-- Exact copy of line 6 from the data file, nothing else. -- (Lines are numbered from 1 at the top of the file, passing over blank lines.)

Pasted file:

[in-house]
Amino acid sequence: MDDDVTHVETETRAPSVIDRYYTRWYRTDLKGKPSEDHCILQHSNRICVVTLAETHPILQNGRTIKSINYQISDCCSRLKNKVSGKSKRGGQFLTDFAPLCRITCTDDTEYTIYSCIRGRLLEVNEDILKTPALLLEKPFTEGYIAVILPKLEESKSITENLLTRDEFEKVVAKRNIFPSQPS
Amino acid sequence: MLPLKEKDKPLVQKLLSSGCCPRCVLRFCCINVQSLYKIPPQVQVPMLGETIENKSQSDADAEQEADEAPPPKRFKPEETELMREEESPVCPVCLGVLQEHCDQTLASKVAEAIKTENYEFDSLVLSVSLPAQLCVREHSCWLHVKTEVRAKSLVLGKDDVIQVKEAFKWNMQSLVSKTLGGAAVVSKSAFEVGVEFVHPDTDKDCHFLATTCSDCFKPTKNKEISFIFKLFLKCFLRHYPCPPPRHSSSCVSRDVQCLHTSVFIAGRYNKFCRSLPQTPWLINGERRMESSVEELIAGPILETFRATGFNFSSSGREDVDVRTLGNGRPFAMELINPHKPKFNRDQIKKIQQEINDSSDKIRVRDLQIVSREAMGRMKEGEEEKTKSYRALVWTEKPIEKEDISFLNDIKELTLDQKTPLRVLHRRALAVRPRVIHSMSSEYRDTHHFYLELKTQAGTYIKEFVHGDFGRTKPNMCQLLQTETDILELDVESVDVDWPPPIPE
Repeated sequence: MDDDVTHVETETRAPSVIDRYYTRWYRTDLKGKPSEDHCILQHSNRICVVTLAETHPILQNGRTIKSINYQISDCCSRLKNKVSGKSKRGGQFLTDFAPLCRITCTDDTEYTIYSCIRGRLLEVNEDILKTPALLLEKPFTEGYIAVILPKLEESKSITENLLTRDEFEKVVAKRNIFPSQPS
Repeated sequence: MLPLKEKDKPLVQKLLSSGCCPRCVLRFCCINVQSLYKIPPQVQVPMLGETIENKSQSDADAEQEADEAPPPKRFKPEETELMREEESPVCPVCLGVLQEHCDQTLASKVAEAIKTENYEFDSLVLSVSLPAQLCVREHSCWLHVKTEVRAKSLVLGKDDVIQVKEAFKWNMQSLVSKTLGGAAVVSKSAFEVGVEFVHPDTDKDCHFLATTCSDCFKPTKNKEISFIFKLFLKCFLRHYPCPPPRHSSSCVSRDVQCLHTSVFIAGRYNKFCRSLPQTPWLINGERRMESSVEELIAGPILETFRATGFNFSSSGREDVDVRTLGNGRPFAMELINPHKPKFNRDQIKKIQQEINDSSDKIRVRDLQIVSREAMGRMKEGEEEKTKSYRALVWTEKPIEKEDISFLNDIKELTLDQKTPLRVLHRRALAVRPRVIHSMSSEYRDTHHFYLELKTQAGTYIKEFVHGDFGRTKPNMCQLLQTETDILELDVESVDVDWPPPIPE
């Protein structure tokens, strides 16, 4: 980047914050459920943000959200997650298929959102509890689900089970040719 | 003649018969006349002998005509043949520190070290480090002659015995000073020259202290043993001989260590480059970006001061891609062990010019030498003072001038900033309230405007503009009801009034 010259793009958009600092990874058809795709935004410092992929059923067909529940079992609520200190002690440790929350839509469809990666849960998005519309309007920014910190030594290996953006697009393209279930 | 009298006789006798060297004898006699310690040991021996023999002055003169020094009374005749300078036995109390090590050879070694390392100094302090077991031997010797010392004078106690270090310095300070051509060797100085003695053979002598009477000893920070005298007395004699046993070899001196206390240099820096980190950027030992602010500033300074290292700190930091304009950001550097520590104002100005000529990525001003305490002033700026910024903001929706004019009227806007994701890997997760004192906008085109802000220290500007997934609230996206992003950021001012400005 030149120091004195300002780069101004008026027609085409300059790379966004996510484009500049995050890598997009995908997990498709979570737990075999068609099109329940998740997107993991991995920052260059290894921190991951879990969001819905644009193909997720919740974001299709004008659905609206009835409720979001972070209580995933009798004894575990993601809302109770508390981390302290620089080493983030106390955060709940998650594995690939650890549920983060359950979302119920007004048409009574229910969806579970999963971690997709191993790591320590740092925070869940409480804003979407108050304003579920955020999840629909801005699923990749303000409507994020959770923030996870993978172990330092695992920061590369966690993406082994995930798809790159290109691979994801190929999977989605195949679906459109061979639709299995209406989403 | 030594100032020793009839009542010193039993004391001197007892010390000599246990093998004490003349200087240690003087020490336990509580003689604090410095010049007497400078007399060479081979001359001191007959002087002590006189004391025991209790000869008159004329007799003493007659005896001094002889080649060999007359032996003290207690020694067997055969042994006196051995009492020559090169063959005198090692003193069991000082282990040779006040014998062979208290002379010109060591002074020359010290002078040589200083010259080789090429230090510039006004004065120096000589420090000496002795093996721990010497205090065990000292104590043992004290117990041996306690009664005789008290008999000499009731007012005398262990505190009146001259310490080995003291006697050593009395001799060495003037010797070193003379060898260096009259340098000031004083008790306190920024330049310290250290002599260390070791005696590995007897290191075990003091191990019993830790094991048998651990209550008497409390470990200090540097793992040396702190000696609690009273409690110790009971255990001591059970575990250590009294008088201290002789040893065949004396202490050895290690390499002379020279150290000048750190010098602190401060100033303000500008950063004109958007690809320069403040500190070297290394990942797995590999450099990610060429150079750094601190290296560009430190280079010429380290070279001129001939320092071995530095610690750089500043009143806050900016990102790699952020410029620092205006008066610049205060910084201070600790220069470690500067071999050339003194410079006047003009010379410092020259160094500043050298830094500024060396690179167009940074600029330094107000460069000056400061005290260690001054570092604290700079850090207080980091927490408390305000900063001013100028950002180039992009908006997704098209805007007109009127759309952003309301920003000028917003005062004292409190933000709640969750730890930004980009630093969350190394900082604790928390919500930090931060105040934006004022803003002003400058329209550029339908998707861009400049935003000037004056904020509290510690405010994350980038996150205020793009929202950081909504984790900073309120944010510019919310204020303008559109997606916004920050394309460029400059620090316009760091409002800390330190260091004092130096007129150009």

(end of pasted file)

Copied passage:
């Protein structure tokens, strides 16, 4: 980047914050459920943000959200997650298929959102509890689900089970040719 | 003649018969006349002998005509043949520190070290480090002659015995000073020259202290043993001989260590480059970006001061891609062990010019030498003072001038900033309230405007503009009801009034 010259793009958009600092990874058809795709935004410092992929059923067909529940079992609520200190002690440790929350839509469809990666849960998005519309309007920014910190030594290996953006697009393209279930 | 009298006789006798060297004898006699310690040991021996023999002055003169020094009374005749300078036995109390090590050879070694390392100094302090077991031997010797010392004078106690270090310095300070051509060797100085003695053979002598009477000893920070005298007395004699046993070899001196206390240099820096980190950027030992602010500033300074290292700190930091304009950001550097520590104002100005000529990525001003305490002033700026910024903001929706004019009227806007994701890997997760004192906008085109802000220290500007997934609230996206992003950021001012400005 030149120091004195300002780069101004008026027609085409300059790379966004996510484009500049995050890598997009995908997990498709979570737990075999068609099109329940998740997107993991991995920052260059290894921190991951879990969001819905644009193909997720919740974001299709004008659905609206009835409720979001972070209580995933009798004894575990993601809302109770508390981390302290620089080493983030106390955060709940998650594995690939650890549920983060359950979302119920007004048409009574229910969806579970999963971690997709191993790591320590740092925070869940409480804003979407108050304003579920955020999840629909801005699923990749303000409507994020959770923030996870993978172990330092695992920061590369966690993406082994995930798809790159290109691979994801190929999977989605195949679906459109061979639709299995209406989403 | 030594100032020793009839009542010193039993004391001197007892010390000599246990093998004490003349200087240690003087020490336990509580003689604090410095010049007497400078007399060479081979001359001191007959002087002590006189004391025991209790000869008159004329007799003493007659005896001094002889080649060999007359032996003290207690020694067997055969042994006196051995009492020559090169063959005198090692003193069991000082282990040779006040014998062979208290002379010109060591002074020359010290002078040589200083010259080789090429230090510039006004004065120096000589420090000496002795093996721990010497205090065990000292104590043992004290117990041996306690009664005789008290008999000499009731007012005398262990505190009146001259310490080995003291006697050593009395001799060495003037010797070193003379060898260096009259340098000031004083008790306190920024330049310290250290002599260390070791005696590995007897290191075990003091191990019993830790094991048998651990209550008497409390470990200090540097793992040396702190000696609690009273409690110790009971255990001591059970575990250590009294008088201290002789040893065949004396202490050895290690390499002379020279150290000048750190010098602190401060100033303000500008950063004109958007690809320069403040500190070297290394990942797995590999450099990610060429150079750094601190290296560009430190280079010429380290070279001129001939320092071995530095610690750089500043009143806050900016990102790699952020410029620092205006008066610049205060910084201070600790220069470690500067071999050339003194410079006047003009010379410092020259160094500043050298830094500024060396690179167009940074600029330094107000460069000056400061005290260690001054570092604290700079850090207080980091927490408390305000900063001013100028950002180039992009908006997704098209805007007109009127759309952003309301920003000028917003005062004292409190933000709640969750730890930004980009630093969350190394900082604790928390919500930090931060105040934006004022803003002003400058329209550029339908998707861009400049935003000037004056904020509290510690405010994350980038996150205020793009929202950081909504984790900073309120944010510019919310204020303008559109997606916004920050394309460029400059620090316009760091409002800390330190260091004092130096007129150009």